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May, 2012

The Counterintuitive Formula for Becoming Debt-Free

By Garrett B. Gunderson

It's not about your loan interest rates, nor is it about cutting back or even just about saving money on interest. As a financial advocate to chiropractors, I deal with this issue frequently with my doctor clients. Unfortunately, in a zealous effort to get out of debt, too many doctors make critical mistakes that increase their risk and make the process much slower than it has to be. It's not just a matter of prioritizing which loans should be paid off first. It's also a matter of minimizing your risk throughout the process. Here's the fastest, safest and most sustainable way to do it.

Build Savings First

It doesn't make any sense to start paying extra on loans until you have at least three months of income, and ideally six months, in a liquid savings account. If you have no cash reserves, what happens when you pay down your loans but then experience an unexpected cash flow crunch? You simply increase your loan balances again. Even worse, you may miss payments and hurt your credit score, therefore getting charged more for future loans and missing opportunities to lower your interest rates. Before you even get started with paying down debt, build your cash reserves first. This puts you in a much safer and more sustainable situation. Wondering where the money will come from? Keep reading.

Raise Your Insurance Deductible

Once you have cash reserves, you can raise your insurance deductible and extend your elimination periods, which decreases your premiums. Increased cash flow can then be used to strategically pay down debt. I recommend using your home, auto and liability insurance only to cover catastrophic losses. With higher deductibles (again, assuming you have cash reserves to cover small losses) you're less likely to make claims, which prevents increased premiums. The larger principle here is that when you approach debt elimination the right way, it affects almost every other aspect of your finances. This is a more holistic approach that takes every factor into consideration, rather than looking at your debt in a vacuum.

Restructure Your Debt

Roll your short-term, high-interest, non-deductible loans into long-term, low-interest, tax-deductible loans. Assuming you have enough home equity and after improving your credit, refinance your mortgage and roll as much of your non-deductible loans (credit cards, auto loans, etc.) into it as possible. The tax deduction will also increase your cash flow. The goal is to minimize your interest payments and maximize your cash flow. Then you can attack your remaining debt strategically, using your increased cash flow to eliminate one loan at a time.

Another benefit of this strategy is that it improves your debt-to-income ratio, which then improves your credit score, which can then be used to negotiate lower interest rates. This results in increased cash flow. Having a better credit score also gives you more negotiating leverage. For example, you can refinance your existing mortgage. You can tell your credit card companies you're considering canceling and switching. They might make their terms more favorable for you, especially if you have a higher credit score. CAUTION: Do NOT do any of this if you're undisciplined and your spending is out of control. If you're just going to charge your credit cards back up again, you'll just sink deeper into debt.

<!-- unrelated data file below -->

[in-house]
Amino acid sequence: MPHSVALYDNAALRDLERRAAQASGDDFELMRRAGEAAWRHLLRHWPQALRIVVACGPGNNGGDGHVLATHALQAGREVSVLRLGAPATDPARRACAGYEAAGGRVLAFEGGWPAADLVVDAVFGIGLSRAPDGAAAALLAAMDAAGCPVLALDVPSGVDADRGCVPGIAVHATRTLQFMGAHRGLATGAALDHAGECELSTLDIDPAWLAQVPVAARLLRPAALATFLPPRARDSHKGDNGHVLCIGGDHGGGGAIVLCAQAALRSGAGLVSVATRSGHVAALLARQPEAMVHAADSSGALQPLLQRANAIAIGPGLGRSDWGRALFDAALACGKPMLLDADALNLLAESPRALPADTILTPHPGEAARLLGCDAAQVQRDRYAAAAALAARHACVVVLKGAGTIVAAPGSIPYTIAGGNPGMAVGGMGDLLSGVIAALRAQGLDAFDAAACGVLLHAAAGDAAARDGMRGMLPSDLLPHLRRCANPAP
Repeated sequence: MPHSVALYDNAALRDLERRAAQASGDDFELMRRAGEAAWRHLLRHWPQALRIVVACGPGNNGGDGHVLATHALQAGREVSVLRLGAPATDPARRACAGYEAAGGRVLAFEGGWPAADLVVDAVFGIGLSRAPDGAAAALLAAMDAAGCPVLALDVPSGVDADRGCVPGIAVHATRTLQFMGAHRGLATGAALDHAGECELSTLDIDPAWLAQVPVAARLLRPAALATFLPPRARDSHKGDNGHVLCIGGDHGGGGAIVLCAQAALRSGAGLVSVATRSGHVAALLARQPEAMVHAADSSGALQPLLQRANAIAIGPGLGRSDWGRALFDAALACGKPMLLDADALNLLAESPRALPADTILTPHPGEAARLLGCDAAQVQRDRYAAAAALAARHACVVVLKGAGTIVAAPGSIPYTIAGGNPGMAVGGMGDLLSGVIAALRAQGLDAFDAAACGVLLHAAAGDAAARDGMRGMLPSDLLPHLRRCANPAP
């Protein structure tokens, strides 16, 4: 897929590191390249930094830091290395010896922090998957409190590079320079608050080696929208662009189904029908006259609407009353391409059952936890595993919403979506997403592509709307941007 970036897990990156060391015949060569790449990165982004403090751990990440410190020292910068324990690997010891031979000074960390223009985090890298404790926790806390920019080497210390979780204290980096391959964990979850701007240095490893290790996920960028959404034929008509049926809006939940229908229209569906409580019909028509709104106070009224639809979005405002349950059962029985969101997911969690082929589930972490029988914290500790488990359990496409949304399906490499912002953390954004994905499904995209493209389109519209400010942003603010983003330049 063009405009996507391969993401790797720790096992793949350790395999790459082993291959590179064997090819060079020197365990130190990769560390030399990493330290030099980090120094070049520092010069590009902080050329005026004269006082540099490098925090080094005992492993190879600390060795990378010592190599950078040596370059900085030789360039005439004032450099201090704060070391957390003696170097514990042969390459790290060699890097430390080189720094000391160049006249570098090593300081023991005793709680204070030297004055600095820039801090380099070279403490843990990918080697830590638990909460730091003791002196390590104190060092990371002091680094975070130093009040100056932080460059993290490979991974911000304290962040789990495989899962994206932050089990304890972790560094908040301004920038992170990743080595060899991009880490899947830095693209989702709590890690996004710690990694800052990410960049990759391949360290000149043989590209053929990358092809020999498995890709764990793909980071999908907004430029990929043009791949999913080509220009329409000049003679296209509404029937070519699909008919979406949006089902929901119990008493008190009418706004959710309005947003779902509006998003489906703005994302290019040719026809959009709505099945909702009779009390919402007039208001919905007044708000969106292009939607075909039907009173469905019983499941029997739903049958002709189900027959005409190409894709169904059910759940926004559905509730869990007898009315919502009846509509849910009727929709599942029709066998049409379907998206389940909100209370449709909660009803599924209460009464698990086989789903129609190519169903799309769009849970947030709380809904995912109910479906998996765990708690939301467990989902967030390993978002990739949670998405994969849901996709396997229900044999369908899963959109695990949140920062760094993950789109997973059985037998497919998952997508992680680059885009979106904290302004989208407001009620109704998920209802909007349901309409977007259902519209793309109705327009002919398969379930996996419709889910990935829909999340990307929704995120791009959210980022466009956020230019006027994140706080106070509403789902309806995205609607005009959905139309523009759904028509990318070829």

The Secret Sauce: Cash Flow Index

Here's where the rubber hits the road. After minimizing your payments and maximizing your cash flow, you're now prepared to focus on one loan at a time, thus creating the "snowball effect" until you're completely debt-free. Most financial advisors and pundits will tell you to pay off your loans with the highest interest rates first. My advice is to ignore the interest rate and use my proprietary Cash Flow Index to determine which debt to pay off first. To determine your Cash Flow Index, take all your various loan balances and divide each of them by their respective payments. Whichever one has the lowest number is the one you should pay off first.

For example:

Home Loan Balance: $228,000
Interest Rate: 7%
Monthly Payment: $1,665
Cash Flow Index: 137 ($228,000 ÷ $1,665)

Auto Loan Balance: $16,500
Interest Rate: 8%
Monthly Payment: $450
Cash Flow Index: 37

Credit Card Balance: $13,000
Interest Rate: 12%
Monthly Payment: $260
Cash Flow Index: 50

Student Loan: $107,000
Interest Rate: 3.9%
Monthly Payment: $650
Cash Flow Index: 165

In this example, it seems to make sense to pay of the credit card first because it has the highest interest rate. But the Cash Flow Index reveals that the auto loan should be paid off first. The trick is to pay off debt that gives you the greatest cash flow with the least investment. A high Cash Flow Index means your loan balance is high relative to the payment, while a low Cash Flow Index means your balance is low but with a high payment. Knock out those high payments first and you free up cash to work on other debts. In this case, by paying off the auto loan first, you free up more monthly cash, which can then be applied toward the credit card balance. Paying off the auto loan first means you can pay off both loans faster than if you started with the credit card.

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